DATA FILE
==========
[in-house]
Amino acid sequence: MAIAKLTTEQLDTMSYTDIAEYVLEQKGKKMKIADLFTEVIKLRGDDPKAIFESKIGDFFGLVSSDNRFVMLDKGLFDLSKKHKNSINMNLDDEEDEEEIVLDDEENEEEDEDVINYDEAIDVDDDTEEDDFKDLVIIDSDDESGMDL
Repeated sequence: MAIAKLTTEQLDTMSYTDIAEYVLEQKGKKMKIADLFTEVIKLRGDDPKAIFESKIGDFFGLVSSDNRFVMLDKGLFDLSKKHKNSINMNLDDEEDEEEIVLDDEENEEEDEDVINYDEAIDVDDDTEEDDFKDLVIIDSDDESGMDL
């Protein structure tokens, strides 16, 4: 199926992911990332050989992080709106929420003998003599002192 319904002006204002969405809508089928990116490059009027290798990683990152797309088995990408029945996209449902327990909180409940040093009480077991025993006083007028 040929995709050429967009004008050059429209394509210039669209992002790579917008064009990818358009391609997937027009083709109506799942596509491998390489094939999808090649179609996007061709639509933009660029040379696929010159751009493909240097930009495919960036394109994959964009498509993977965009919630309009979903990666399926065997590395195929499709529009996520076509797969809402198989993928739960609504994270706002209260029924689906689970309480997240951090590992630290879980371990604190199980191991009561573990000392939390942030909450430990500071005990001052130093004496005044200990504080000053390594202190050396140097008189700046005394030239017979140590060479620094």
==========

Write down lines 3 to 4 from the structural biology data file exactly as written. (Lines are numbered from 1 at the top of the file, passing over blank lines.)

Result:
Repeated sequence: MAIAKLTTEQLDTMSYTDIAEYVLEQKGKKMKIADLFTEVIKLRGDDPKAIFESKIGDFFGLVSSDNRFVMLDKGLFDLSKKHKNSINMNLDDEEDEEEIVLDDEENEEEDEDVINYDEAIDVDDDTEEDDFKDLVIIDSDDESGMDL
């Protein structure tokens, strides 16, 4: 199926992911990332050989992080709106929420003998003599002192 319904002006204002969405809508089928990116490059009027290798990683990152797309088995990408029945996209449902327990909180409940040093009480077991025993006083007028 040929995709050429967009004008050059429209394509210039669209992002790579917008064009990818358009391609997937027009083709109506799942596509491998390489094939999808090649179609996007061709639509933009660029040379696929010159751009493909240097930009495919960036394109994959964009498509993977965009919630309009979903990666399926065997590395195929499709529009996520076509797969809402198989993928739960609504994270706002209260029924689906689970309480997240951090590992630290879980371990604190199980191991009561573990000392939390942030909450430990500071005990001052130093004496005044200990504080000053390594202190050396140097008189700046005394030239017979140590060479620094």